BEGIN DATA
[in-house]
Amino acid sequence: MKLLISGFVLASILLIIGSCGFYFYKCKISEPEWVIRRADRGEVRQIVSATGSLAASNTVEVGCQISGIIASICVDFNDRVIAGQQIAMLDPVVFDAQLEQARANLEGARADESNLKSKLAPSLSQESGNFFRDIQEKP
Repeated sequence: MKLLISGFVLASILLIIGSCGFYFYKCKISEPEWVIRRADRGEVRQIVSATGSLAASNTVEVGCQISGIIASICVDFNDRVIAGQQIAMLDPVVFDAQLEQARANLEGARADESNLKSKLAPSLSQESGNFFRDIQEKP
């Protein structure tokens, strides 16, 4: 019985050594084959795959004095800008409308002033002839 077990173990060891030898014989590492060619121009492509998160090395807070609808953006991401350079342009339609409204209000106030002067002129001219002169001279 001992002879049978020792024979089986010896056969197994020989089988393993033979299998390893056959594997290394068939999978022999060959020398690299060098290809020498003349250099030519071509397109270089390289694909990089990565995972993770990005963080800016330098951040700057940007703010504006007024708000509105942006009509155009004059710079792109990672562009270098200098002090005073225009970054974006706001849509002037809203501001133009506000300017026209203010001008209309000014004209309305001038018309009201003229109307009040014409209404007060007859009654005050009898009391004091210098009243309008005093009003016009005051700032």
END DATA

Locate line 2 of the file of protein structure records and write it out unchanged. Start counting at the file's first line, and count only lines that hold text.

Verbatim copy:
Amino acid sequence: MKLLISGFVLASILLIIGSCGFYFYKCKISEPEWVIRRADRGEVRQIVSATGSLAASNTVEVGCQISGIIASICVDFNDRVIAGQQIAMLDPVVFDAQLEQARANLEGARADESNLKSKLAPSLSQESGNFFRDIQEKP